Stimpson v. UPS – While riding his bike, a UPS employee in Michigan was hit by a car. He refused medical treatment at the scene, but went to the emergency room that night. Doctors noted contusions on his back and legs and prescribed pain medication, but he didn’t fill the prescription. He returned to the ER the next night with back pain, but again refused to fill the prescription for pain medication. He called his supervisor to report that he’d been struck by a car and submitted vague doctors’ reports that contained no details. After UPS fired him for unexcused absenteeism, he sued under the FMLA. The Sixth Circuit ruled against him, finding that his contusions and sore back did not amount to a serious health condition. Stimpson v. UPS, 351 Fed.Appx. 42 (6th Cir. 2009).
Burnett v. LFW Inc. – A janitor for a property management company in Illinois notified his employer that he was having medical problems, including a weak bladder. He also told his supervisor he was having a biopsy to determine whether he had prostate cancer. After the biopsy, he returned to work with a temporary restriction on heavy lifting and a treatment plan, which his supervisor allegedly ignored. He said he was going home because he felt sick. The next day he was fired. After being diagnosed with prostate cancer, he sued under the FMLA and ADA. His FMLA suit was allowed to move forward. Even though he didn’t know of his diagnosis until after he was fired, he was entitled to FMLA protection. However, he could not show that he was disabled under the ADA. Burnett v. LFW Inc., 472 F.3d 471 (7th Cir. 2006).
Perry v. Jaguar of Troy – When a company refused to allow an employee time off to care for his 13-year-old son who had severe attention deficit disorder, the employee sued under the FMLA. A Michigan federal court ruled in favor of the company, and the Sixth Circuit Court of Appeals affirmed. Here, the son did not qualify as having a serious health condition because even though he saw his doctor every six months to monitor his medication, he was not incapacitated during the requested leave time. He was able to attend school and do the same activities most children do; he simply had to be watched all the time. Perry v. Jaguar of Troy, 353 F.3d 510 (6th Cir. 2003).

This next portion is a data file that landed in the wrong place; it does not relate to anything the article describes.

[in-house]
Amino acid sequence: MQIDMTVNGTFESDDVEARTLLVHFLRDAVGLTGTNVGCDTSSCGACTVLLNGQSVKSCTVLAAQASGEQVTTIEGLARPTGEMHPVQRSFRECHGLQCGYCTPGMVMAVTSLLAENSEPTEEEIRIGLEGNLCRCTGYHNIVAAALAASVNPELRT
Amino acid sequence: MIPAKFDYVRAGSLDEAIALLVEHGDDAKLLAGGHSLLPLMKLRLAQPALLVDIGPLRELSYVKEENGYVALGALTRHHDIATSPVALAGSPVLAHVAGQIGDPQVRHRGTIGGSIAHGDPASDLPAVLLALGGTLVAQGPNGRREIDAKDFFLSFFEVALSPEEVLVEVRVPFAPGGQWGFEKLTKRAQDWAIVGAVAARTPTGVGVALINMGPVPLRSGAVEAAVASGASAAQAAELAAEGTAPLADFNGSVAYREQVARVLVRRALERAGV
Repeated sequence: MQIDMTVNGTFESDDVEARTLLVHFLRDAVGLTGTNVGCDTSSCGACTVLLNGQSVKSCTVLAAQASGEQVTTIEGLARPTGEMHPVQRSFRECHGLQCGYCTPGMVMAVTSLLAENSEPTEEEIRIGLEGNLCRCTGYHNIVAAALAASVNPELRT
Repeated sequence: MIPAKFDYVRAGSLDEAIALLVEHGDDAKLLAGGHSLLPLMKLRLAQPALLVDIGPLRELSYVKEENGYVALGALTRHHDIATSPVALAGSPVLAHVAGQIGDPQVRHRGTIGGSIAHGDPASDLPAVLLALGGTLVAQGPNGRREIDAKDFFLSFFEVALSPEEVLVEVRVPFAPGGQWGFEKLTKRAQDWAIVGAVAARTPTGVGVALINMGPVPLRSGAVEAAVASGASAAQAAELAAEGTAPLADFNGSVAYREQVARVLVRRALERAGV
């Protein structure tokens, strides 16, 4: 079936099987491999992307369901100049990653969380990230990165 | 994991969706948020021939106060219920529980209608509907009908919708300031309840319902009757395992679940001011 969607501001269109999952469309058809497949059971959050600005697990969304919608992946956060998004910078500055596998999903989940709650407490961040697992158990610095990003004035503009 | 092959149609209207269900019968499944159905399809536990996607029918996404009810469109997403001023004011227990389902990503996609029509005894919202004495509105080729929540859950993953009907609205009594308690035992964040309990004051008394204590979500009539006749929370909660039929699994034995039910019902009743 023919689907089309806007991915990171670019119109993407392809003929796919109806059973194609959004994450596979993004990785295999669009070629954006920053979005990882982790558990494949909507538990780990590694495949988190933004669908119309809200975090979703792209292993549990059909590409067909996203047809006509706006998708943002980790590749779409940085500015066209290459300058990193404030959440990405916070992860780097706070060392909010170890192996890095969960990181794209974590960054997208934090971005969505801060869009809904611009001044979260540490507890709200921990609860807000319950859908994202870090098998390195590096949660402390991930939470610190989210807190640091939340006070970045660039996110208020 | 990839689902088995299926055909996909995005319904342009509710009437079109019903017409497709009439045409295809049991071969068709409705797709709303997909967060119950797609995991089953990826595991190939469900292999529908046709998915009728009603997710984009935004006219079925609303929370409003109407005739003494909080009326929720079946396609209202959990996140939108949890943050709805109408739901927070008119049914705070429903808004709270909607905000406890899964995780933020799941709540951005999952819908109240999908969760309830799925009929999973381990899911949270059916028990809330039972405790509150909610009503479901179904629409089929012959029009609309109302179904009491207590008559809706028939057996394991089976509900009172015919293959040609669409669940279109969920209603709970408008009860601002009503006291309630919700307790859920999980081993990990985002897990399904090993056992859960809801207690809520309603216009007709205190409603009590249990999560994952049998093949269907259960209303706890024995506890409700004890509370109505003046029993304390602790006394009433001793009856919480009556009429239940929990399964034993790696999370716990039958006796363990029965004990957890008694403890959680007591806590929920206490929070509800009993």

Russell v. North Broward Hospital – A clerical worker at a Florida hospital was disciplined three times for unscheduled absences and was given a final written warning threatening suspension and possible termination. Later, she slipped and fell at work, fracturing an elbow and ankle. She returned to work on her doctor’s recommendation after he put her arm in a sling. She left work early on several days and took two days off the following week without informing her supervisor. The following Monday she was fired. She sued the hospital under the FMLA, and a federal court ruled against her. The Eleventh Circuit affirmed. Here, the employee did not have a “serious health condition” under the FMLA because her injury did not require her to miss three consecutive full calendar days of work. Even though the several partial days and two non-consecutive days she took off added up to more than three days away from work during a 10-day period, she was not protected by the FMLA. The regulations clearly require some fraction more than three consecutive calendar days to constitute the period of incapacity. And she did not meet that requirement. The termination was justified. Russell v. North Broward Hospital, 346 F.3d 1335 (11th Cir. 2003).
Woodman v. Miesel Sysco Food Service Co. – While unloading his truck, a driver experienced chest pains and, after another employee relieved him, drove himself to the hospital where he underwent an EKG. When no apparent heart damage was found, the driver was released under a “personal discharge plan” that warned he should not return to work until after a stress test was performed – 10 days later. He called several management employees to inform them he could not yet return to work. He forwarded the discharge plan to the company and passed the stress test. When he attempted to return to work, he was informed that he had been fired for violating the company’s collective bargaining provisions concerning absences. He sued under the FMLA, and a trial court awarded him over $59,000 along with a reinstatement order. The Michigan Court of Appeals affirmed. Here, the driver’s telephone notice regarding the reason he could not return to work was sufficient to trigger the protections of the FMLA. Also, he provided the discharge plan to the company within the 15-day period in the statute for requests for medical certification. Finally, even though he did not actually have a serious health condition under the FMLA, his absence qualified under the statute because a doctor concluded that an extended absence from work was needed following his emergency room visit. Woodman v. Miesel Sysco Food Service Co., 657 N.W.2d 122 (Mich. Ct. App. 2003).